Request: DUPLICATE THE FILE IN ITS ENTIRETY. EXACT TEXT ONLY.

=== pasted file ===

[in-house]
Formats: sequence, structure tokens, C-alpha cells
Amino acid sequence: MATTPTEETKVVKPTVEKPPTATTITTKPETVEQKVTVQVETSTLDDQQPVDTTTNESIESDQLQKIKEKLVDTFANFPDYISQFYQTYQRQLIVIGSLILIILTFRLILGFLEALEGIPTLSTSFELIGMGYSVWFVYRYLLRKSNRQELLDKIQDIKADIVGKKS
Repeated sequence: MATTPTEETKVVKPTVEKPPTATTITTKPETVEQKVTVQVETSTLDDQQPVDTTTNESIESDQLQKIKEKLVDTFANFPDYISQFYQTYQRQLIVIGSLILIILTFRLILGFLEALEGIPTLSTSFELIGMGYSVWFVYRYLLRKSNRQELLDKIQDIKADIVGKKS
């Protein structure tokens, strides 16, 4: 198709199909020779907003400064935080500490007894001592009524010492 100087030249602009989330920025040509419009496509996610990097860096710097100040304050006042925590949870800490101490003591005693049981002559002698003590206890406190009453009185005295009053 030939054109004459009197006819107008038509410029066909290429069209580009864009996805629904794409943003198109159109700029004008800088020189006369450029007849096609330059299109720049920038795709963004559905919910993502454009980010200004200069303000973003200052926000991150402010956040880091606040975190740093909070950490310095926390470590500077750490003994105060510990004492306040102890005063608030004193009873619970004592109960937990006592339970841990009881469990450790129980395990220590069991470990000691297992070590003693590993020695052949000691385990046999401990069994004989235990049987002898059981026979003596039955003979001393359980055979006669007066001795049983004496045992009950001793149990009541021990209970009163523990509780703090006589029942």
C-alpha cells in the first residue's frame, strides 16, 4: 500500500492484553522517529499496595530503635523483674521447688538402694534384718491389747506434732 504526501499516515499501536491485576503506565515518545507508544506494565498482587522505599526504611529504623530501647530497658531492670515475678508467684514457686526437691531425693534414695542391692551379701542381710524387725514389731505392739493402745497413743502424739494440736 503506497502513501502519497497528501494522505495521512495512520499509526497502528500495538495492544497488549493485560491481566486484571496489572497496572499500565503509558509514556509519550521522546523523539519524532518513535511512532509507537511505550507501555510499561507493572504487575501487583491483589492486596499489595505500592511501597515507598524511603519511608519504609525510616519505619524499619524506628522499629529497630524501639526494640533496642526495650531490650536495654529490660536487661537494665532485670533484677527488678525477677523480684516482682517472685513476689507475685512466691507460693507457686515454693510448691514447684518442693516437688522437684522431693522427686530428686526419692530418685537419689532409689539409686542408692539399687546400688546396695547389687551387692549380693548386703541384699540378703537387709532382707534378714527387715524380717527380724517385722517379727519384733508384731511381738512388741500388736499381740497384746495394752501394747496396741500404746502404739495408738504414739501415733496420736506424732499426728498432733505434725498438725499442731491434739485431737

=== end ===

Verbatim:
[in-house]
Formats: sequence, structure tokens, C-alpha cells
Amino acid sequence: MATTPTEETKVVKPTVEKPPTATTITTKPETVEQKVTVQVETSTLDDQQPVDTTTNESIESDQLQKIKEKLVDTFANFPDYISQFYQTYQRQLIVIGSLILIILTFRLILGFLEALEGIPTLSTSFELIGMGYSVWFVYRYLLRKSNRQELLDKIQDIKADIVGKKS
Repeated sequence: MATTPTEETKVVKPTVEKPPTATTITTKPETVEQKVTVQVETSTLDDQQPVDTTTNESIESDQLQKIKEKLVDTFANFPDYISQFYQTYQRQLIVIGSLILIILTFRLILGFLEALEGIPTLSTSFELIGMGYSVWFVYRYLLRKSNRQELLDKIQDIKADIVGKKS
């Protein structure tokens, strides 16, 4: 198709199909020779907003400064935080500490007894001592009524010492 100087030249602009989330920025040509419009496509996610990097860096710097100040304050006042925590949870800490101490003591005693049981002559002698003590206890406190009453009185005295009053 030939054109004459009197006819107008038509410029066909290429069209580009864009996805629904794409943003198109159109700029004008800088020189006369450029007849096609330059299109720049920038795709963004559905919910993502454009980010200004200069303000973003200052926000991150402010956040880091606040975190740093909070950490310095926390470590500077750490003994105060510990004492306040102890005063608030004193009873619970004592109960937990006592339970841990009881469990450790129980395990220590069991470990000691297992070590003693590993020695052949000691385990046999401990069994004989235990049987002898059981026979003596039955003979001393359980055979006669007066001795049983004496045992009950001793149990009541021990209970009163523990509780703090006589029942």
C-alpha cells in the first residue's frame, strides 16, 4: 500500500492484553522517529499496595530503635523483674521447688538402694534384718491389747506434732 504526501499516515499501536491485576503506565515518545507508544506494565498482587522505599526504611529504623530501647530497658531492670515475678508467684514457686526437691531425693534414695542391692551379701542381710524387725514389731505392739493402745497413743502424739494440736 503506497502513501502519497497528501494522505495521512495512520499509526497502528500495538495492544497488549493485560491481566486484571496489572497496572499500565503509558509514556509519550521522546523523539519524532518513535511512532509507537511505550507501555510499561507493572504487575501487583491483589492486596499489595505500592511501597515507598524511603519511608519504609525510616519505619524499619524506628522499629529497630524501639526494640533496642526495650531490650536495654529490660536487661537494665532485670533484677527488678525477677523480684516482682517472685513476689507475685512466691507460693507457686515454693510448691514447684518442693516437688522437684522431693522427686530428686526419692530418685537419689532409689539409686542408692539399687546400688546396695547389687551387692549380693548386703541384699540378703537387709532382707534378714527387715524380717527380724517385722517379727519384733508384731511381738512388741500388736499381740497384746495394752501394747496396741500404746502404739495408738504414739501415733496420736506424732499426728498432733505434725498438725499442731491434739485431737